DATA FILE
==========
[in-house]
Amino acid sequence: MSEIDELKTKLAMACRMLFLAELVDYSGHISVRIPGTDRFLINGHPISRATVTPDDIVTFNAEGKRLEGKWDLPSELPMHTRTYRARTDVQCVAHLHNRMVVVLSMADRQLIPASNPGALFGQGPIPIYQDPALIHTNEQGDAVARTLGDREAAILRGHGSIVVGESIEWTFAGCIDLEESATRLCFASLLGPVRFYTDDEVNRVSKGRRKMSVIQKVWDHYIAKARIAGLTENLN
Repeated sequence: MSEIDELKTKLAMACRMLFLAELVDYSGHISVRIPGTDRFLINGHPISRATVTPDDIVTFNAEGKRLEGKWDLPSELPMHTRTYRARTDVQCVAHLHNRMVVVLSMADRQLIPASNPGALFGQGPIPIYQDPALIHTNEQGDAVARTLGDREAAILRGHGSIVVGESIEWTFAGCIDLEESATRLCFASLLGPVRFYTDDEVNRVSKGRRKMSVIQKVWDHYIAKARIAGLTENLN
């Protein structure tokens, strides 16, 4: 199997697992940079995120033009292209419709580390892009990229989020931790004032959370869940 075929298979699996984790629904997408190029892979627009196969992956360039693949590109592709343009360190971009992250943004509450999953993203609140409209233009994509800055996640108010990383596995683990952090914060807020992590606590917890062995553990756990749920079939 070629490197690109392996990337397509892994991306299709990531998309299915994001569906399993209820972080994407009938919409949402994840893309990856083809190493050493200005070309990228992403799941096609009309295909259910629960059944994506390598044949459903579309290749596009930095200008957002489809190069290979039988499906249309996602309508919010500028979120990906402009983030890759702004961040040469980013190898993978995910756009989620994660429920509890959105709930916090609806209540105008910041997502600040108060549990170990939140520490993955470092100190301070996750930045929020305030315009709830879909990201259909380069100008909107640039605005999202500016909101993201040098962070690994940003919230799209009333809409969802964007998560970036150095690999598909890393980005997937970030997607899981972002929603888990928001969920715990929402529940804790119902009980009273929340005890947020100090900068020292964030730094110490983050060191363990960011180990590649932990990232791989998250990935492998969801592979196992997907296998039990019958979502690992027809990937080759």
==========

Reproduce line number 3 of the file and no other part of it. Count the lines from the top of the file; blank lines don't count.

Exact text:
Repeated sequence: MSEIDELKTKLAMACRMLFLAELVDYSGHISVRIPGTDRFLINGHPISRATVTPDDIVTFNAEGKRLEGKWDLPSELPMHTRTYRARTDVQCVAHLHNRMVVVLSMADRQLIPASNPGALFGQGPIPIYQDPALIHTNEQGDAVARTLGDREAAILRGHGSIVVGESIEWTFAGCIDLEESATRLCFASLLGPVRFYTDDEVNRVSKGRRKMSVIQKVWDHYIAKARIAGLTENLN